bsct-midgetThere are a lot of reasons why the A-Series engine is a nightmare to run on fuel injection – all of them linked to the five port head. With cylinders 1 and 2 sharing one inlet port and 3 and 4 sharing the other inlet port you get a problem related to the firing order. Basically one port draws in the fuel/air mixture followed immediately by the other paired cylinder.
This charge robbing is not such a problem with the engine fed from an SU carb’. The air/fuel mixture is mostly prepared before it enters the port and each cylinder draws from this. Due to the cylinders 1 & 2 and 3 & 4 being paired along with a conventional firing order of 1-3-4-2 there is an uneven period between the intake strokes of the paired cylinders. In fact cylinder 2 will start drawing in air before cylinder 1 has finished its intake stroke (this is where the charge robbing effect comes into play).
Whilst the charge robbing does have an affect fuel distribution with SU carbs it creates much more of a headache for fuel injection.

Twin port injection

Even with a fully sequential system it is normal for the injector opening time to overlap the inlet valve opening time at higher rpm and load’s. This is going to cause a problem with the A-series engine because some of the fuel destined for one cylinder will end up in the next cylinder. The end result on a fuel injected A-series is two cylinders than run lean (cylinders 1 and 4) and two that run rich (cylinders 2 and 3). Clever injector pulse timing and relatively large fuel injectors will allow you to get a measured quantity of fuel into each cylinder (as shown with Rover’s own fuel injected A-series system). The next problem is that as the engine is tuned and bigger cams are used the injection window actually becomes smaller and the injector size has to increase – so much so that high powered aspirated engine with twin-port injection it not really practical.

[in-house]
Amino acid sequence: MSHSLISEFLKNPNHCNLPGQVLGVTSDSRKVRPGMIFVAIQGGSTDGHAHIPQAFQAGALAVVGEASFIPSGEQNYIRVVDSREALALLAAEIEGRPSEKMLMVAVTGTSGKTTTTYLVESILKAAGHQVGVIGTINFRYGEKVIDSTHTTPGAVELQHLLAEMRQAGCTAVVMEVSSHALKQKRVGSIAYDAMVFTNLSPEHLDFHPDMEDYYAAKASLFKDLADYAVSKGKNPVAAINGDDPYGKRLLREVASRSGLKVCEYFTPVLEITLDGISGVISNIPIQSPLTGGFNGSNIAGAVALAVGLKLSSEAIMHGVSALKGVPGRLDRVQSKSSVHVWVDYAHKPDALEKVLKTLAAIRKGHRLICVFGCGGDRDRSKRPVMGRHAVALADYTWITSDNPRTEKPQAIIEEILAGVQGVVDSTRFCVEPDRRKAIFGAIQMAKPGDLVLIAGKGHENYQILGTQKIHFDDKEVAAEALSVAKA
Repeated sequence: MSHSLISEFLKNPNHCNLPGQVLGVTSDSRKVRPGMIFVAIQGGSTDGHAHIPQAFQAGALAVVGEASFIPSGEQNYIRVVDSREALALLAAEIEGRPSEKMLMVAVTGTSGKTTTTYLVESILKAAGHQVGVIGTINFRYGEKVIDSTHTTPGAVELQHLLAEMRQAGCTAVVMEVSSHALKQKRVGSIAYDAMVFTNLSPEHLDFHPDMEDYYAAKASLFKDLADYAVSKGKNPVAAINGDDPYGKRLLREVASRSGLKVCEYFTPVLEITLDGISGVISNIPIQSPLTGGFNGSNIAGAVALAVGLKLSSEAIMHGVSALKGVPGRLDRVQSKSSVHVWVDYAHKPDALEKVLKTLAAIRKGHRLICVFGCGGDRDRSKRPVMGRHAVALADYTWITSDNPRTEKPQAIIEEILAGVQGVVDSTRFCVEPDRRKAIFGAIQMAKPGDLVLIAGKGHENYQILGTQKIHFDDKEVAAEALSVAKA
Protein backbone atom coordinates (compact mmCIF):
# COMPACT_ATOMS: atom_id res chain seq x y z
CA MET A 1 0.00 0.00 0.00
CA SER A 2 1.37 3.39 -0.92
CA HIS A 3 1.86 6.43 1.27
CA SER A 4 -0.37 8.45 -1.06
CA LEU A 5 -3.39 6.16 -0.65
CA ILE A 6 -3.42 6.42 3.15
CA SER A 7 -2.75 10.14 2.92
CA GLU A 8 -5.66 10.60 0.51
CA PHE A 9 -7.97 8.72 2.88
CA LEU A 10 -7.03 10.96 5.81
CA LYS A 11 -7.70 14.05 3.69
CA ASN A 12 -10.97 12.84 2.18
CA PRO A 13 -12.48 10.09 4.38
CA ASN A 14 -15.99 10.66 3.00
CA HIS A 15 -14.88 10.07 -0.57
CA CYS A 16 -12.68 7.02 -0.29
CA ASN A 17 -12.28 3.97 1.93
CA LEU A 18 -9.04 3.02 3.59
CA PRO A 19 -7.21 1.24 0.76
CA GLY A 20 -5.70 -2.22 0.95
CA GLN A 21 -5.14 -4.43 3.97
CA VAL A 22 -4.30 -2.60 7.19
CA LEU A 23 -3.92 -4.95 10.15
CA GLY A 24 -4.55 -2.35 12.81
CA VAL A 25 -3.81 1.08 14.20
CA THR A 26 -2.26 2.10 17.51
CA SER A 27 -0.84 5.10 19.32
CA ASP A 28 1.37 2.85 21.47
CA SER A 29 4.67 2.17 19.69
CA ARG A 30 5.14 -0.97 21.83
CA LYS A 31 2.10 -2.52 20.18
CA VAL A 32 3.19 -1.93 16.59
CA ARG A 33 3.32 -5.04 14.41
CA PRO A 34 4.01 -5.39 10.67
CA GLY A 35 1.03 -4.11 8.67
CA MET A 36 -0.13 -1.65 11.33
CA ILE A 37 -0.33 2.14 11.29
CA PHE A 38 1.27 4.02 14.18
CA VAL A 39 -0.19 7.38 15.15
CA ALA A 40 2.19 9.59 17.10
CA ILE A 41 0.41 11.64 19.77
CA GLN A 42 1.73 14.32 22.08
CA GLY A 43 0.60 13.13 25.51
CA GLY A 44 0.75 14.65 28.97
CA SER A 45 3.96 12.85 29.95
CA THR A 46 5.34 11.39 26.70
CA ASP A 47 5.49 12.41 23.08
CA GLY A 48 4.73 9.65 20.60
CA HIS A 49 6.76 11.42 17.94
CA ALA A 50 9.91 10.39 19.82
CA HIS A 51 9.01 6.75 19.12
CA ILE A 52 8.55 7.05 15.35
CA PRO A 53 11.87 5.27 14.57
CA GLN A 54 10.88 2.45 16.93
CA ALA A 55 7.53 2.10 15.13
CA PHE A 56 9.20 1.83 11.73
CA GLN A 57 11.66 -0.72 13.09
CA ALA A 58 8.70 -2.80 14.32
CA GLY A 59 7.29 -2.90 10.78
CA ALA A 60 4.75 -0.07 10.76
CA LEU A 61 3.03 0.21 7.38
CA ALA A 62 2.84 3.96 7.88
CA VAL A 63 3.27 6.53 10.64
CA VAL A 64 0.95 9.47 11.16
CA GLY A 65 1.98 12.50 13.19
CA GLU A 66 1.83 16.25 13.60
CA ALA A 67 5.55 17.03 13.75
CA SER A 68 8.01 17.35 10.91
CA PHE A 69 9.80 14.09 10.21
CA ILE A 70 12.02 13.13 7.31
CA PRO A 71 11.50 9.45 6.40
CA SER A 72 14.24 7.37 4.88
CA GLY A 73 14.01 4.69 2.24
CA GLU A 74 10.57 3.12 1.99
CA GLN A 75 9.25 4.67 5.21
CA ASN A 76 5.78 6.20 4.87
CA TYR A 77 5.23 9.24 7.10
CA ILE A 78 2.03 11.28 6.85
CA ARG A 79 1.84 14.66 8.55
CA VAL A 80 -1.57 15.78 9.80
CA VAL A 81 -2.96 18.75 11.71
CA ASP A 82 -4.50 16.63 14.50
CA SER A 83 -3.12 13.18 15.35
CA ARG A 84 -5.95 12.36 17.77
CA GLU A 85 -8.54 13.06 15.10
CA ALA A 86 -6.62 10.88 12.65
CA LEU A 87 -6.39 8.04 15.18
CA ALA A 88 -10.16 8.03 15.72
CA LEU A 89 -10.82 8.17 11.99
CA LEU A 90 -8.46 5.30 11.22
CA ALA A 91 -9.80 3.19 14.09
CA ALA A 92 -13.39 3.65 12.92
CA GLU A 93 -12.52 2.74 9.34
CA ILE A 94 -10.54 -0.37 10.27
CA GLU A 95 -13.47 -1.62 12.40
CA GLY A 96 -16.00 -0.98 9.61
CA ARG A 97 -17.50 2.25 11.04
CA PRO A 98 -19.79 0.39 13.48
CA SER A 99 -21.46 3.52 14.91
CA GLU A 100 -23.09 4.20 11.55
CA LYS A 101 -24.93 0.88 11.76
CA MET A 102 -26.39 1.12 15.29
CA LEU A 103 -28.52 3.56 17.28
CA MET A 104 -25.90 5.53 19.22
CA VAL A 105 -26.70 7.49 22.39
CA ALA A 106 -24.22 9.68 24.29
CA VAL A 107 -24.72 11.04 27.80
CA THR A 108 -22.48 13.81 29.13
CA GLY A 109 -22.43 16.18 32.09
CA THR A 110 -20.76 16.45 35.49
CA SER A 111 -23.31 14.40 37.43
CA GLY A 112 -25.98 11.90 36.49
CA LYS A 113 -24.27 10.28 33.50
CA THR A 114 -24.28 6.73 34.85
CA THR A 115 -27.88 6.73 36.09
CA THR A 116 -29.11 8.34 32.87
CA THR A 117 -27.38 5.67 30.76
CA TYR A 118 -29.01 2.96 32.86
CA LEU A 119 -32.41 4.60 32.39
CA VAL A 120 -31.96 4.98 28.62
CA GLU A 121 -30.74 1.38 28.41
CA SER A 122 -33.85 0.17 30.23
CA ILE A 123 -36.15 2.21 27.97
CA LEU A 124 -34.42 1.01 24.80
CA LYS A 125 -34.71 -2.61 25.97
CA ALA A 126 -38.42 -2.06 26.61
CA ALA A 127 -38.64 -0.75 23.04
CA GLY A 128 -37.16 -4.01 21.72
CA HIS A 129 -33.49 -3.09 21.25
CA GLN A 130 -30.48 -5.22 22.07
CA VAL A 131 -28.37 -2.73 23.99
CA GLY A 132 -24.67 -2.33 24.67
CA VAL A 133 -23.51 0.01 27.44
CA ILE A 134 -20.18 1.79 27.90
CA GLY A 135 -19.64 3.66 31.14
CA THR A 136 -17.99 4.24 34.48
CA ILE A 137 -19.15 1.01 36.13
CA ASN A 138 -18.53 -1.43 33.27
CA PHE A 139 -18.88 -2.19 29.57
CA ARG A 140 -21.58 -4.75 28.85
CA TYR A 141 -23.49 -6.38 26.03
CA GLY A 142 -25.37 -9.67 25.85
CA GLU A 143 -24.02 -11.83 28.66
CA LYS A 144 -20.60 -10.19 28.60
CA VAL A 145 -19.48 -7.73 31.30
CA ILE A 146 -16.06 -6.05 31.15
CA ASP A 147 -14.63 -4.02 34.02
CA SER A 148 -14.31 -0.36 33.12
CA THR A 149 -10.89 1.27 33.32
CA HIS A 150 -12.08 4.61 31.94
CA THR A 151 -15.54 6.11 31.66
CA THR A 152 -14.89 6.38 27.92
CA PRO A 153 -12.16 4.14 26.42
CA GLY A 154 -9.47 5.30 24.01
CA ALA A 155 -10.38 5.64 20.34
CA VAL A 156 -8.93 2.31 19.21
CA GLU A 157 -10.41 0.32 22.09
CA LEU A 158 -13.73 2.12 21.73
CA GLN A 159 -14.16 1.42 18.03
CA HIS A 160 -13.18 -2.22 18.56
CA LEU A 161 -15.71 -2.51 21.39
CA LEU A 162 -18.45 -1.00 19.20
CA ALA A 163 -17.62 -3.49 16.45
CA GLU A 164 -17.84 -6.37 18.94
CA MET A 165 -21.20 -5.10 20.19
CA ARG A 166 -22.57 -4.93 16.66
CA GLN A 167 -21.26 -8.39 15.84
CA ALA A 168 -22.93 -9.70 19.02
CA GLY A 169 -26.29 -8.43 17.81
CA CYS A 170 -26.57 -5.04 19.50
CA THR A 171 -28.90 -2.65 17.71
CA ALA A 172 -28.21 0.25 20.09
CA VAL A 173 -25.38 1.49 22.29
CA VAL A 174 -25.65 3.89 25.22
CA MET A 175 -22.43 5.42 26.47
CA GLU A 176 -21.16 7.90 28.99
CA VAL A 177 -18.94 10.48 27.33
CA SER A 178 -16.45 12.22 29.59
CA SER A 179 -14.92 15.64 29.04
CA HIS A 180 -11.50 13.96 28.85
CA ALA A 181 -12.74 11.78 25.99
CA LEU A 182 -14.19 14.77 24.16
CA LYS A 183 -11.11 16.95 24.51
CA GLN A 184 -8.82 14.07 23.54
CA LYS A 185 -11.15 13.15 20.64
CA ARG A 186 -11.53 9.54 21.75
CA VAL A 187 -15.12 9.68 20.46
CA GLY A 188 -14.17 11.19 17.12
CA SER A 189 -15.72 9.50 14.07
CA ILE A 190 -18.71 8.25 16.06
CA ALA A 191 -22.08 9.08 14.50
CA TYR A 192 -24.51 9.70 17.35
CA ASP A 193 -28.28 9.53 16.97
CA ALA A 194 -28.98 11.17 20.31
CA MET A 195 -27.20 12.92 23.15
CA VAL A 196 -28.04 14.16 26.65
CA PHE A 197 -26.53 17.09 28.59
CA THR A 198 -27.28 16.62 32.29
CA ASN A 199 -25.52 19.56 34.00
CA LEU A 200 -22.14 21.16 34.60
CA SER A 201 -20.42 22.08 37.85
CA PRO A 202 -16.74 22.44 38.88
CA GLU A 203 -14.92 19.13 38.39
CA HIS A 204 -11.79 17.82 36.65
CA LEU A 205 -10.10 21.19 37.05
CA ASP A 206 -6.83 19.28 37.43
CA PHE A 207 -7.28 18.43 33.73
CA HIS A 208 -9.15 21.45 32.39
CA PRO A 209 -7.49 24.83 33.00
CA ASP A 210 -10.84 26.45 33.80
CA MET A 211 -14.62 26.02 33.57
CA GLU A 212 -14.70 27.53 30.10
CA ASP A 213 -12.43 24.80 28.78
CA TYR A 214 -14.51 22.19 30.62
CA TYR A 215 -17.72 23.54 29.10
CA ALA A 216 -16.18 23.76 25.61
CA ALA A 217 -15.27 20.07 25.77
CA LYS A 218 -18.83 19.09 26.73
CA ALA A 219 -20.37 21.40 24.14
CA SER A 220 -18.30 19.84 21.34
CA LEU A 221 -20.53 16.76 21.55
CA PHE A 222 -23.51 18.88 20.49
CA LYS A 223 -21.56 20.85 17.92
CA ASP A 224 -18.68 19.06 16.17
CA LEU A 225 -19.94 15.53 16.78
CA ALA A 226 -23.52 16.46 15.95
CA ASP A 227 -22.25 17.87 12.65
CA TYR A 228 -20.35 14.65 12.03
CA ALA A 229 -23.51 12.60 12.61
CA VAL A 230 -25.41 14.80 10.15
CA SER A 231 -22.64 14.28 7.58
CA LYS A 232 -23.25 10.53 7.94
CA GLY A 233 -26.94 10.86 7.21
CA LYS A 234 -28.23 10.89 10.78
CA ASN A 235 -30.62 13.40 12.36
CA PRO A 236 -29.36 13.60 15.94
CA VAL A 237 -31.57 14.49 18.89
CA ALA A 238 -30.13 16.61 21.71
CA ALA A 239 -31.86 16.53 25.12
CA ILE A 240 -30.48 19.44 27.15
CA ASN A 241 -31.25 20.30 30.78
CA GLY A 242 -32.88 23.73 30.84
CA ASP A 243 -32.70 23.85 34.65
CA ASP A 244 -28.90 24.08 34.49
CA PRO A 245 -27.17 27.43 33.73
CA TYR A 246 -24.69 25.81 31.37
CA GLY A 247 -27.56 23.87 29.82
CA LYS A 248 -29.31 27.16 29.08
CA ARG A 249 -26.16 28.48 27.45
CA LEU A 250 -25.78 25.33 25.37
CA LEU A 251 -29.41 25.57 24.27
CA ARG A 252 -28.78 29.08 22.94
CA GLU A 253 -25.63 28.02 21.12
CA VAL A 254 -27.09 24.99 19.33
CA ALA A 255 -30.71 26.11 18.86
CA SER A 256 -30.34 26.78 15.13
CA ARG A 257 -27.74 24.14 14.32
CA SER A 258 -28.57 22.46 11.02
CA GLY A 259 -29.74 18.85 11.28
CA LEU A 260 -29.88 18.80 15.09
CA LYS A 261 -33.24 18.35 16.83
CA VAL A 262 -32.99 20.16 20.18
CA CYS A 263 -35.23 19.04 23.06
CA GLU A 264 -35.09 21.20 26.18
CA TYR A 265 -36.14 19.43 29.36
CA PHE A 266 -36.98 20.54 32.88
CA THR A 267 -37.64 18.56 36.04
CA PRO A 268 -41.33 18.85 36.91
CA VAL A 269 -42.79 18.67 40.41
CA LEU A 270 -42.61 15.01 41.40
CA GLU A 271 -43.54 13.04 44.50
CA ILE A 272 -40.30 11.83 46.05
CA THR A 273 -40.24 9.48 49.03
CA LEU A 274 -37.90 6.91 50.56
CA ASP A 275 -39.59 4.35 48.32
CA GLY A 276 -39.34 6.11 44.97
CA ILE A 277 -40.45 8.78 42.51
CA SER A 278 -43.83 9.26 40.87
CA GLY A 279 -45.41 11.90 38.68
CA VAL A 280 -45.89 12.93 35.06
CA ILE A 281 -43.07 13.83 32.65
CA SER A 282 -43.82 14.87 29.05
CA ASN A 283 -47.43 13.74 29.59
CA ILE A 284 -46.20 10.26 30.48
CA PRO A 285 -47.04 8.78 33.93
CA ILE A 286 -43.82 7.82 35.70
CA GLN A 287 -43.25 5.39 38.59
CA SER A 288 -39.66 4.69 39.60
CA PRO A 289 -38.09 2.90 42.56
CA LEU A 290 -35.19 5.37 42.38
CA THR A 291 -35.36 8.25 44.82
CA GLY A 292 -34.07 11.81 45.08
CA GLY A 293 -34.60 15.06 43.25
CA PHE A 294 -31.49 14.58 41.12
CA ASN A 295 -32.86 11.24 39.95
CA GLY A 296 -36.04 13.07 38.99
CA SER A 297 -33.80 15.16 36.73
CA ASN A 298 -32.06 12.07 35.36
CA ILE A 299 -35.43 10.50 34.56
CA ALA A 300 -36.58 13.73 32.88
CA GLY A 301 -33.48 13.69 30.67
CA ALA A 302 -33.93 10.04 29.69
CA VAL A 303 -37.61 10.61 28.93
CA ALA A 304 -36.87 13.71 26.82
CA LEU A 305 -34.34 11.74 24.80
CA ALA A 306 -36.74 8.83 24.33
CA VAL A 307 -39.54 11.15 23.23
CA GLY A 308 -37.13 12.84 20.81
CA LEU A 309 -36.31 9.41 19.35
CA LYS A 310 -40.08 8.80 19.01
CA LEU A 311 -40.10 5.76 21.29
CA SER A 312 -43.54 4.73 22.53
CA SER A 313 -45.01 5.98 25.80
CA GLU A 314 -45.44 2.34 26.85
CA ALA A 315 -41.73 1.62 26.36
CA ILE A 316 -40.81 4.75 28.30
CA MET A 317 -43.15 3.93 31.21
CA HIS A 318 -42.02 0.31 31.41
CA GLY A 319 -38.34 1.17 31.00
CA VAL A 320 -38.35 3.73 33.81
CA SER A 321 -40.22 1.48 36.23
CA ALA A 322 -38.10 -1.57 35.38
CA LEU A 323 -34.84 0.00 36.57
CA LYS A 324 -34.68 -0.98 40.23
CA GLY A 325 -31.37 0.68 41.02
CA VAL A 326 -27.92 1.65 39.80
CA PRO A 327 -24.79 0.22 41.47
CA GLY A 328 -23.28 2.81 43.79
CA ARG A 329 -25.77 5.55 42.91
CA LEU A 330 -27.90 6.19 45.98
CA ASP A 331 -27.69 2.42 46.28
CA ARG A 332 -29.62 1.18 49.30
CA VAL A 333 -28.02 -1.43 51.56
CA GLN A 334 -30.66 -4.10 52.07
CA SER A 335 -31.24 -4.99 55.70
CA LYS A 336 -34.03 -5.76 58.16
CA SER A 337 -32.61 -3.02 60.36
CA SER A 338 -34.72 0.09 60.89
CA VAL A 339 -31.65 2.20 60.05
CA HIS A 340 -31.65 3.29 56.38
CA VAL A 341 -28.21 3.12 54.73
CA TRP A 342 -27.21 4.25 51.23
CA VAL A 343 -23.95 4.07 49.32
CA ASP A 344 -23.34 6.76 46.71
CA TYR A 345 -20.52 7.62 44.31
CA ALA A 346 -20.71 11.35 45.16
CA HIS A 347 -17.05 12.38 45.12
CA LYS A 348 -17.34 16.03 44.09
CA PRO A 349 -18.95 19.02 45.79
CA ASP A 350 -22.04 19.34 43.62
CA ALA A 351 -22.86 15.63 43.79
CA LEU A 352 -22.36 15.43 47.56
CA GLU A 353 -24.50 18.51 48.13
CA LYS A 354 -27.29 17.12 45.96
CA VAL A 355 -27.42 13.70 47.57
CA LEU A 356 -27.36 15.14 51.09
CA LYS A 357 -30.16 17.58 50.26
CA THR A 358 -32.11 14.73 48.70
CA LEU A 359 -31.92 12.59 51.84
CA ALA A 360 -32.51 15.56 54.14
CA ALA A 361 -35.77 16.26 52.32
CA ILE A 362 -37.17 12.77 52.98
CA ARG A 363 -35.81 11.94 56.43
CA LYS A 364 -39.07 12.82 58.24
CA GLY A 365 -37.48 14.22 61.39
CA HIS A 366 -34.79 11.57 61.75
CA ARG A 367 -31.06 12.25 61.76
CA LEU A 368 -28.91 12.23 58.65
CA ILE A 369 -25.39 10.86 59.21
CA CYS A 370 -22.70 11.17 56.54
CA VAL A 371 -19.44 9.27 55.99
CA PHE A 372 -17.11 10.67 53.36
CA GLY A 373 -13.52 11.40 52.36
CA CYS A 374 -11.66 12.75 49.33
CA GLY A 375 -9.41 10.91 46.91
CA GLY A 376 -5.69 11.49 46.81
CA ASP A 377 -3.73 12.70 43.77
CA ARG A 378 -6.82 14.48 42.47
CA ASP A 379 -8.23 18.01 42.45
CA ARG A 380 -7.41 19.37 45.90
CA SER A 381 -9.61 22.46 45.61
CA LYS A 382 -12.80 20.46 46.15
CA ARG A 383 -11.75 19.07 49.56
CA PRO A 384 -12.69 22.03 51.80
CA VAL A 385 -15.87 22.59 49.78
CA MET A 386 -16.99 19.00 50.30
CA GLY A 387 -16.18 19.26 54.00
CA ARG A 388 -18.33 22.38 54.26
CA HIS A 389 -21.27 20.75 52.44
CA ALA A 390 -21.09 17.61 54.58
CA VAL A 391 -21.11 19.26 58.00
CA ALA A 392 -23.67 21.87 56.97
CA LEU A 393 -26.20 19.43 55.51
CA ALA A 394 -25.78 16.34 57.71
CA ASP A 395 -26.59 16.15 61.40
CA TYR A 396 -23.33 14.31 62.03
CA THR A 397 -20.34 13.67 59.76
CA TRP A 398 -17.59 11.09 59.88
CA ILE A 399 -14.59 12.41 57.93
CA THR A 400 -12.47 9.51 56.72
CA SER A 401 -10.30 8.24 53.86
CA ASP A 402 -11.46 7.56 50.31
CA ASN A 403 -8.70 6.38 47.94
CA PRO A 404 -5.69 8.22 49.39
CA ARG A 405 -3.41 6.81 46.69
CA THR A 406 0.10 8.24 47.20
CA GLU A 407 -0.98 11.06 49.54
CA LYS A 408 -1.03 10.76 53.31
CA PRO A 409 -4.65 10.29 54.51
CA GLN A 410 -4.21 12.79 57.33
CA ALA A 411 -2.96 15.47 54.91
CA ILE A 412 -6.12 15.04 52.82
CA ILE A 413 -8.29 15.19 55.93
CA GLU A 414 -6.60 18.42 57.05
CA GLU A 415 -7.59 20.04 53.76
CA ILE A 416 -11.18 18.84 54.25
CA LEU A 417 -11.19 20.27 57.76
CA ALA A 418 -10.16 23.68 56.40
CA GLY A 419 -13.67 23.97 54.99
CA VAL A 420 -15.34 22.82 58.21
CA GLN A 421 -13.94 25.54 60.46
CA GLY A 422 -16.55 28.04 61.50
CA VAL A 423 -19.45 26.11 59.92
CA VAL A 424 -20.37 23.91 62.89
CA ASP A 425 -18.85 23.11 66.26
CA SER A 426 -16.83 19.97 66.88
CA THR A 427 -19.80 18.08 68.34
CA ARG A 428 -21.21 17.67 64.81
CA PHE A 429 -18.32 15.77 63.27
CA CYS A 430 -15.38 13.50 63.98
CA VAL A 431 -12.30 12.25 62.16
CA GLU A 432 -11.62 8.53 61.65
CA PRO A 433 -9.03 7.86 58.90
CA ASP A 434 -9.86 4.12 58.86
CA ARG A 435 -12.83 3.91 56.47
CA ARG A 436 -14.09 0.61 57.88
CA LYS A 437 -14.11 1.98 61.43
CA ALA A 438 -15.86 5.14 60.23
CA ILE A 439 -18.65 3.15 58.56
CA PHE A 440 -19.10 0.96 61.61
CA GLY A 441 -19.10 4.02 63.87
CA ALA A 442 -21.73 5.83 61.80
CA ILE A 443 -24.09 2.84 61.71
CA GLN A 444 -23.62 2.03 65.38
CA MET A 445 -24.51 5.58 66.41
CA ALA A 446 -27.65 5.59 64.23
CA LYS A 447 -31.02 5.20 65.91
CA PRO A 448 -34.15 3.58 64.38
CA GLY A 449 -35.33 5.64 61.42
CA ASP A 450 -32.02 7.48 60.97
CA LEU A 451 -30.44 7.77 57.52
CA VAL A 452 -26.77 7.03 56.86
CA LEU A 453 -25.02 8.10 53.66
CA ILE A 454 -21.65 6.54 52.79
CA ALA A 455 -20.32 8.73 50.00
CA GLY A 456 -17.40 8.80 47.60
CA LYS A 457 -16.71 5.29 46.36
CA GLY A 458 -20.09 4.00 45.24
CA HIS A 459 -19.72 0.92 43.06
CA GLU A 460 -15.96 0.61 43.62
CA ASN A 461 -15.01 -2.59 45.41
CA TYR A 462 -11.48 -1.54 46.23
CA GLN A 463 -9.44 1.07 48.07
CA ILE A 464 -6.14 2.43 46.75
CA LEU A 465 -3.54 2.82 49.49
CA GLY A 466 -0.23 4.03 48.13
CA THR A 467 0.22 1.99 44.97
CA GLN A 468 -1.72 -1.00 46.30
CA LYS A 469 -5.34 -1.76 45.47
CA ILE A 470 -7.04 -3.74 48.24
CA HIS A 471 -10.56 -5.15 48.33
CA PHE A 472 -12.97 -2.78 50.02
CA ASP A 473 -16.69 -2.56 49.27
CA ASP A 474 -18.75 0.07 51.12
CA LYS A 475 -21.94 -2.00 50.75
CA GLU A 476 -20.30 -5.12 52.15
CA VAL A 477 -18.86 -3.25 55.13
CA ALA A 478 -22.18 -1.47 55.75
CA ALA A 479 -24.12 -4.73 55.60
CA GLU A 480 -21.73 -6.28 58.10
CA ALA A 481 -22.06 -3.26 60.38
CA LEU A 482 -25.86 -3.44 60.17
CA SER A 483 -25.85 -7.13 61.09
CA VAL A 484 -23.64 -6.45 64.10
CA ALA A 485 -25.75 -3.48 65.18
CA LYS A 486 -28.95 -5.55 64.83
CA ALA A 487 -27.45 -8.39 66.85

Single port injection

A single port injection set up is much like an electronic SU, sometimes referred to as running a wet manifold. Here the SU is replaced with a single butterfly throttle body. The fuel is injected just after the butterfly so that the mixture can be prepared before being drawn into the ports. This solution is a compromise - it allows you to control the fuelling more precisely than an SU without the complication and limitation of a sequential twin-port arrangement. As with the SU carb the distribution may not be perfect.

So there are three possible answers to fuelling the A-Series engine. Answer number one will be discounted here – that’s fit an SU carb! Answer number two is to have a sequential injection system which keeps the injector trigger points apart from each other. This is the Rover system outlined above. The problem with this system is that the time frame available for injection is very short on the robbed cylinder, making it really unsuitable for bigger power engines. If you are making a lot of power then you need very big flowing injectors to fit all the fuel in within the limited available time frame.

The easiest option is to run the inlet manifold as a “wet” system as with the carb. The injectors trigger way back up the inlet manifold and the engine doesn't know that you do not have a big SU carb bolted to the manifold. The difference from the SU set up is that you have full control of the fuelling at any given rpm and load site. On the 1275cc engine shown in this project we started out with a rebuilt engine on a soft MG cam - making 75 bhp on the original twin 1.25 inch SU carbs. The mapped ignition we had previously fitted made the car very flexible and the fuel consumption improved considerably compared to the advance weight control in the distributor.